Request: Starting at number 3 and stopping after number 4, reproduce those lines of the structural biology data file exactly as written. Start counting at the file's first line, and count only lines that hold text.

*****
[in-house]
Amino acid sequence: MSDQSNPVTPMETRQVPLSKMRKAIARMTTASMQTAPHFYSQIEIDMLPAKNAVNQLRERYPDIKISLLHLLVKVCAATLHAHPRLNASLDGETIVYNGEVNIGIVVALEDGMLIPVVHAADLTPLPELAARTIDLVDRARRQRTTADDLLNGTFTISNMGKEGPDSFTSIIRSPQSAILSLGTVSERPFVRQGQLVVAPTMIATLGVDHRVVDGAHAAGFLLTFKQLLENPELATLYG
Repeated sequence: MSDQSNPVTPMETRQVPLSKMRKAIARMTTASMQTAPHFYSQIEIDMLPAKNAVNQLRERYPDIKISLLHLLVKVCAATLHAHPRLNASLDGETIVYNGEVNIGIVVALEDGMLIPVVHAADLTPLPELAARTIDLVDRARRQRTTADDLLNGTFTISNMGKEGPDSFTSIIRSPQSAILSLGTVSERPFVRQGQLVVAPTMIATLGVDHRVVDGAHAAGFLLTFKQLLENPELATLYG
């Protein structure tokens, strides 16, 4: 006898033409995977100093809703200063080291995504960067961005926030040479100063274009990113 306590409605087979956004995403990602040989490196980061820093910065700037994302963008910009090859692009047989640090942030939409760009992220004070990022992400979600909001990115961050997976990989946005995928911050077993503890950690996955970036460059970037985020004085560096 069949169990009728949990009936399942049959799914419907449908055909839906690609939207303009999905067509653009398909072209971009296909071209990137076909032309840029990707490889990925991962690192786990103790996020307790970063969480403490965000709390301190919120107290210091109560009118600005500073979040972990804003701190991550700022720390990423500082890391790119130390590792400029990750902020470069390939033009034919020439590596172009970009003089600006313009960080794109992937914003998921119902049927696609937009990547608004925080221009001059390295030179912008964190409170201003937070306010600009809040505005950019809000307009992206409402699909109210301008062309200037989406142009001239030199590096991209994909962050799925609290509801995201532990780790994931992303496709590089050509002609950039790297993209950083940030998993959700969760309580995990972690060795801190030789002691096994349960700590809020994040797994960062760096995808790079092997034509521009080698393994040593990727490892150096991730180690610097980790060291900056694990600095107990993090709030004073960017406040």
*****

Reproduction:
Repeated sequence: MSDQSNPVTPMETRQVPLSKMRKAIARMTTASMQTAPHFYSQIEIDMLPAKNAVNQLRERYPDIKISLLHLLVKVCAATLHAHPRLNASLDGETIVYNGEVNIGIVVALEDGMLIPVVHAADLTPLPELAARTIDLVDRARRQRTTADDLLNGTFTISNMGKEGPDSFTSIIRSPQSAILSLGTVSERPFVRQGQLVVAPTMIATLGVDHRVVDGAHAAGFLLTFKQLLENPELATLYG
């Protein structure tokens, strides 16, 4: 006898033409995977100093809703200063080291995504960067961005926030040479100063274009990113 306590409605087979956004995403990602040989490196980061820093910065700037994302963008910009090859692009047989640090942030939409760009992220004070990022992400979600909001990115961050997976990989946005995928911050077993503890950690996955970036460059970037985020004085560096 069949169990009728949990009936399942049959799914419907449908055909839906690609939207303009999905067509653009398909072209971009296909071209990137076909032309840029990707490889990925991962690192786990103790996020307790970063969480403490965000709390301190919120107290210091109560009118600005500073979040972990804003701190991550700022720390990423500082890391790119130390590792400029990750902020470069390939033009034919020439590596172009970009003089600006313009960080794109992937914003998921119902049927696609937009990547608004925080221009001059390295030179912008964190409170201003937070306010600009809040505005950019809000307009992206409402699909109210301008062309200037989406142009001239030199590096991209994909962050799925609290509801995201532990780790994931992303496709590089050509002609950039790297993209950083940030998993959700969760309580995990972690060795801190030789002691096994349960700590809020994040797994960062760096995808790079092997034509521009080698393994040593990727490892150096991730180690610097980790060291900056694990600095107990993090709030004073960017406040």